• Gradually stir in cream and cheese; heat through (do not allow to boil).

Test Kitchen tips
  • Even if all the noodles aren't totally submerged in liquid when added to the pan, they will still cook through.
  • For an extra boost of flavor, stir in cooked sausage and serve with additional cheese.

Historically this date......
1835 – In the first assassination attempt against a President of the United StatesRichard Lawrence attempts to shoot president Andrew Jackson, but fails and is subdued by a crowd, including several congressmen.

1847 – Yerba Buena, California is renamed San Francisco.

1994 ... today marks the 26th year my Mother, Margaret Laney, has been gone. So miss her still today. She never got to know my grandbabies; Alex, Jack, Tucker, and Sami. Such a shame! She was a beautiful person inside and out. LOVE YOU MOM! ♥

And births this year include....
1882 – Franklin D. Roosevelt, American politician, 44th Governor of New York, and 32nd President of the United States (d. 1945)

1914 – John Ireland, Canadian actor (d. 1992)

1914 – David Wayne, American actor (d. 1995)

1922 – Dick Martin, American comedian (d. 2008)

1925 – Dorothy Malone, American actress (d.2018)

1930 – Gene Hackman, American actor

1937 – Vanessa Redgrave, English actress

1941 – Dick Cheney, American politician, 7th White House Chief of Staff, Member of the U.S. House of Representatives from Wyoming, 17th United States Secretary of Defense and 46th Vice President of the United States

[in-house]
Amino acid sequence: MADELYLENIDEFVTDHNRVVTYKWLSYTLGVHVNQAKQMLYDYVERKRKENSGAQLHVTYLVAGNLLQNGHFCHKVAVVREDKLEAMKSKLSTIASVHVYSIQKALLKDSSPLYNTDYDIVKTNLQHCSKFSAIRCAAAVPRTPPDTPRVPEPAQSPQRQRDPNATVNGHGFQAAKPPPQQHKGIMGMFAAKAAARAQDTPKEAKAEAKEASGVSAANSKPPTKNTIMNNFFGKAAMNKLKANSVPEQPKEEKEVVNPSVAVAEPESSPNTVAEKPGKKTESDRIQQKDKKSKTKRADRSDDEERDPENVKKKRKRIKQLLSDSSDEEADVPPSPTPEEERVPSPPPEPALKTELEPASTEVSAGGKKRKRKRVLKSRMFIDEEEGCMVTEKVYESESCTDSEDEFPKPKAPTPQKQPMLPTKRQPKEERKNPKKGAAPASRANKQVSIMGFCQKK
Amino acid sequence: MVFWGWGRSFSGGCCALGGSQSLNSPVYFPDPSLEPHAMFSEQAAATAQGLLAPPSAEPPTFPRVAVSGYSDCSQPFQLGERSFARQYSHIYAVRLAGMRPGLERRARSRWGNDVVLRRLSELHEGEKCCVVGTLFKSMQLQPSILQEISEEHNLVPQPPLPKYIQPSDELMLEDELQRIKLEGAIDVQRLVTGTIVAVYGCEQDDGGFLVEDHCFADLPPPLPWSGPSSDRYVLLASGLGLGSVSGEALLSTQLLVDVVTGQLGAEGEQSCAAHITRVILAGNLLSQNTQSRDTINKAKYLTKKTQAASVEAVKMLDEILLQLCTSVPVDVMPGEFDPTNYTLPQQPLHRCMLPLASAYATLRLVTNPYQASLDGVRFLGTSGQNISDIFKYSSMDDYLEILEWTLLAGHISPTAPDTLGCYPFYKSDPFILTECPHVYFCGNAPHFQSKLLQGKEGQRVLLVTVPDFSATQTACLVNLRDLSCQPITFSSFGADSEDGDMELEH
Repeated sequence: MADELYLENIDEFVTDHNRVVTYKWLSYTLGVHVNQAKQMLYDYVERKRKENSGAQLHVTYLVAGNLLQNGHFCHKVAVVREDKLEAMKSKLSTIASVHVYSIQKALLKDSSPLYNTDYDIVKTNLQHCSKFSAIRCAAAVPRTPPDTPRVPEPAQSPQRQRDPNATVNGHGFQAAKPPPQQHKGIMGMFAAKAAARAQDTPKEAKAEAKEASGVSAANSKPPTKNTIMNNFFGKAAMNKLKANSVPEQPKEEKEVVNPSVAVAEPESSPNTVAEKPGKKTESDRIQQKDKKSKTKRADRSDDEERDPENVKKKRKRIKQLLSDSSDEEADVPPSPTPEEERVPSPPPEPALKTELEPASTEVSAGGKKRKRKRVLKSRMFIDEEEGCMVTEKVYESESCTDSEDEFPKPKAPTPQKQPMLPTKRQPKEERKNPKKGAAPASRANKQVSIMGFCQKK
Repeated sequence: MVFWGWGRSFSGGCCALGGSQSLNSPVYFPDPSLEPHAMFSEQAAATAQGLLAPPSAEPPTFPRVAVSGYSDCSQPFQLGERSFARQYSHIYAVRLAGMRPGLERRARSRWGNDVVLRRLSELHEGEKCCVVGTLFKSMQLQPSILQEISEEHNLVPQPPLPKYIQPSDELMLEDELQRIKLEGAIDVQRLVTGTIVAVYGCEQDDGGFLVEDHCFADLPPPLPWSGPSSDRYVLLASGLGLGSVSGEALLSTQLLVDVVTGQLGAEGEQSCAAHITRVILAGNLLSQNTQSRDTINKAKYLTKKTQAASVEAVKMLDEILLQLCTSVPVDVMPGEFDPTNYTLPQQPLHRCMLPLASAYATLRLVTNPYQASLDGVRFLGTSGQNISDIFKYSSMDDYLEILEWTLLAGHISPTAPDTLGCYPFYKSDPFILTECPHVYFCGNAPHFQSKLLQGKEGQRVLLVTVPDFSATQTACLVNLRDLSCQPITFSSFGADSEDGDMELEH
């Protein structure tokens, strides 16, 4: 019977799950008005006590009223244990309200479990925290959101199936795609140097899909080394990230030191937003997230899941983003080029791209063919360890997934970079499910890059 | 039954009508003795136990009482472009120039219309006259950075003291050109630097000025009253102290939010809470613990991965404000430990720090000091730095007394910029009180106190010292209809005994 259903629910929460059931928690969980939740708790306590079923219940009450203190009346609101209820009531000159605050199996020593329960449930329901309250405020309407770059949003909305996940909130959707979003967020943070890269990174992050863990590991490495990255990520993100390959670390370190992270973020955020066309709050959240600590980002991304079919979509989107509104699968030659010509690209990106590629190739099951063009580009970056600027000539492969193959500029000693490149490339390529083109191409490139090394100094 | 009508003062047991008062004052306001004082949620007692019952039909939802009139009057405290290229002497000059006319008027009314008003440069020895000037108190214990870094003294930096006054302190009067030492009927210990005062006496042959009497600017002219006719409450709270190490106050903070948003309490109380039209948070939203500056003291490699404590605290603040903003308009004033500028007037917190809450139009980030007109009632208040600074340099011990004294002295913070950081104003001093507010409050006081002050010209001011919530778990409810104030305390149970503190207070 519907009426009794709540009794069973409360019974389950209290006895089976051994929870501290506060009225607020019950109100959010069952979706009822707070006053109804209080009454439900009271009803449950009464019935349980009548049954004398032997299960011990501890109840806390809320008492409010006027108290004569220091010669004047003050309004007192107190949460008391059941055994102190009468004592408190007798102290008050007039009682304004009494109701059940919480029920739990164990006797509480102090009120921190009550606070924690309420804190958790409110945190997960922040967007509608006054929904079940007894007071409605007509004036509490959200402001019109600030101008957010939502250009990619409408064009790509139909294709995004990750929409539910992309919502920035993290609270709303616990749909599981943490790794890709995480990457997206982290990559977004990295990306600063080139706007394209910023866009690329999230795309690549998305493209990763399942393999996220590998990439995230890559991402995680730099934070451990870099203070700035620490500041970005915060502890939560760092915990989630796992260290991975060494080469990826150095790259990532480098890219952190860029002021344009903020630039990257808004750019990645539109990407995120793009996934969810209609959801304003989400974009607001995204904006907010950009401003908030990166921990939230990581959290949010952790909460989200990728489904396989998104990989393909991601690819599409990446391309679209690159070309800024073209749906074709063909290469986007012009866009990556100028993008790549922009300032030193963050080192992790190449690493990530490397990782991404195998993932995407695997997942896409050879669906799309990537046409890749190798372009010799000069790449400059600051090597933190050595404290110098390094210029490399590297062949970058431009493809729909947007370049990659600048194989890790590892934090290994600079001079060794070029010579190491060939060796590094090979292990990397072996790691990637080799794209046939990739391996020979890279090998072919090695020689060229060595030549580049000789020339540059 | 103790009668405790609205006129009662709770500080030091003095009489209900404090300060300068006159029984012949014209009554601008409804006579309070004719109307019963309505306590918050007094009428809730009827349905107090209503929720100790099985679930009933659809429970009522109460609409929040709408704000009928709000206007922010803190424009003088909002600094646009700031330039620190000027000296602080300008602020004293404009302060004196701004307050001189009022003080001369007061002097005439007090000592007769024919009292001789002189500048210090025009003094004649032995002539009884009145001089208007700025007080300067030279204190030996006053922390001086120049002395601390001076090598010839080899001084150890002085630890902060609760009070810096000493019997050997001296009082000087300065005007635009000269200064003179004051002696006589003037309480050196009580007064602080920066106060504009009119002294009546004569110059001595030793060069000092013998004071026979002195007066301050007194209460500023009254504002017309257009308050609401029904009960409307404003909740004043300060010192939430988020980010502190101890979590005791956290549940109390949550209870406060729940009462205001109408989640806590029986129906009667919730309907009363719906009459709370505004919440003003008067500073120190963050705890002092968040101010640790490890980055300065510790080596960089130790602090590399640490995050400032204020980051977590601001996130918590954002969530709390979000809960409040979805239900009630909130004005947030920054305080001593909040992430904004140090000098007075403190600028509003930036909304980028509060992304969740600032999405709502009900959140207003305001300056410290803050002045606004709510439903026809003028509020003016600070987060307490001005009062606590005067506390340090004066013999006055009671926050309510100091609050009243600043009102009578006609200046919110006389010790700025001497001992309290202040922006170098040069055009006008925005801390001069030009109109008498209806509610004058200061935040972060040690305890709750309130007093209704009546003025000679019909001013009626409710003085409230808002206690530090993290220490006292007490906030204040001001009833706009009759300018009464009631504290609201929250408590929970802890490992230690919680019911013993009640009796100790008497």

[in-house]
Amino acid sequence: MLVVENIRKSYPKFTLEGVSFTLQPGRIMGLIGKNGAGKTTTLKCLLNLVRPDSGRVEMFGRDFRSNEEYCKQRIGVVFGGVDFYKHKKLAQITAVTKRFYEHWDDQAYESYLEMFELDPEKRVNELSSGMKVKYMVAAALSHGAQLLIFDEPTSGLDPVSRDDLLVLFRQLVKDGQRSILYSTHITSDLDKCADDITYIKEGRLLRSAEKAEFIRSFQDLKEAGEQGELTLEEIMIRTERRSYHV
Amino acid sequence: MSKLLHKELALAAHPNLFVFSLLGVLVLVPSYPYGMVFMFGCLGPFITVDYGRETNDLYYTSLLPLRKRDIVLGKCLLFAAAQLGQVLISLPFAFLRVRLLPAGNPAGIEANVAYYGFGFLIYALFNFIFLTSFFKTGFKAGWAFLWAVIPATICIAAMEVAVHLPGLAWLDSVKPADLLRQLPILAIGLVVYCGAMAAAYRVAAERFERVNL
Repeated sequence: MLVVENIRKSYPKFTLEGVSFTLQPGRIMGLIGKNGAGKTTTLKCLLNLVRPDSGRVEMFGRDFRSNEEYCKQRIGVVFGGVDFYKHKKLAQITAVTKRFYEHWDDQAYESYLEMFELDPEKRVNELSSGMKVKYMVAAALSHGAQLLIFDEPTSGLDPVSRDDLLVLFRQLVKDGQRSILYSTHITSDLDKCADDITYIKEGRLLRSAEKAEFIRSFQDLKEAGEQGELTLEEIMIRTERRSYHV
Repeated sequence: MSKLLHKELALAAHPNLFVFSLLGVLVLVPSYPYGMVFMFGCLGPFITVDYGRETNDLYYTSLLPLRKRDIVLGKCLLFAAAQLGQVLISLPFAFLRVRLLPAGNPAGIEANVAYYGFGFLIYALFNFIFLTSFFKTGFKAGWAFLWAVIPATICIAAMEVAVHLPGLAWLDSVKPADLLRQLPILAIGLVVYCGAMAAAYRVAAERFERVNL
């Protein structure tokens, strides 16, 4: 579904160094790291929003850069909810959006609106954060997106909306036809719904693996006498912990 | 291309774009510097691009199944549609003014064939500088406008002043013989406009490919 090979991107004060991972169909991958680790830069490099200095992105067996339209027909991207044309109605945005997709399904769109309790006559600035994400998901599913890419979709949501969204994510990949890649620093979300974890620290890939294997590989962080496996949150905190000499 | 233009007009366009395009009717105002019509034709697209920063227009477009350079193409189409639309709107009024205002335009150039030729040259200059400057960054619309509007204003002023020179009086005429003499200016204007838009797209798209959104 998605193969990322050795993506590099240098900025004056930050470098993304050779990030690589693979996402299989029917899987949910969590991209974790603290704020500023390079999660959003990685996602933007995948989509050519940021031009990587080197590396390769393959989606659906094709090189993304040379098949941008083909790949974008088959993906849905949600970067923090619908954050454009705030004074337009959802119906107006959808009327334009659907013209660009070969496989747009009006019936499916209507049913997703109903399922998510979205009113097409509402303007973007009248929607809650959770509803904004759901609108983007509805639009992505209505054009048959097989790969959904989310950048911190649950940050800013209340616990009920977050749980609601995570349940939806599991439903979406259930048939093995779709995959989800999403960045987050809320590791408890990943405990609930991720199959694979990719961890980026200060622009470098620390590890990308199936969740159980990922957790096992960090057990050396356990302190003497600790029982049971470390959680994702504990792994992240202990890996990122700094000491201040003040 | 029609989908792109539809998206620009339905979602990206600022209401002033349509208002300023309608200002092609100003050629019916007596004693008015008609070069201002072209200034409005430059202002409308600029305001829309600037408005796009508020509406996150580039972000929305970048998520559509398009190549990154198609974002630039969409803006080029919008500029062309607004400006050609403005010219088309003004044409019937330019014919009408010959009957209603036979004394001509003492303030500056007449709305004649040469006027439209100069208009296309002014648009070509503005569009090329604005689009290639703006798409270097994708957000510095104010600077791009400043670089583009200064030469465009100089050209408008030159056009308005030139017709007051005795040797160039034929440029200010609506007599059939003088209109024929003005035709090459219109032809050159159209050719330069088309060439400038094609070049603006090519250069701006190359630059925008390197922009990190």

My cat Bruiser is such and outdoor guy and even when it's raining, which is odd to me that a cat goes out and wanders around in the rain. Saw this picture and thought, good idea, a raincoat for the Bruise!!! LOL

All I know. Happy Hump Day. Ciao.
xo Sue Mom Bobo

In the United States, National Croissant Day recognizes a flaky pastry enjoyed at every meal.  Croissants are a buttery, crescent-shaped rolls that are crispy on the outside and soft on the inside.  
The key to a perfect croissant is laminating the dough. Laminating the dough is a process by which butter is folded into the mixture creating multiple thin layers of butter and dough. The result is a mouth-watering flaky crust and airy body.
Legend surrounds this pastry, as is often the case with a popular, worldly treat. What is known, is that crescent-shaped breads have been found around the world for ages. One of these was the Kipferl which originated in Austria as far back as the 13th century. This nonlaminated bread is more like a roll.
Credit for the croissant we know today is given to an Austrian military officer, August Zang. In 1939 he opened a Viennese bakery in Paris introducing France to Viennese baking techniques.


Stop by the bakery for a fresh, warm croissant. Be sure to give your baker a shout out, too! Of course, you can always try baking your own. We’ve even provided a recipe to try. 


The earliest we’ve found the observance being celebrated is in 2006. National Day Calendar continues researching the origins of this buttery food holiday.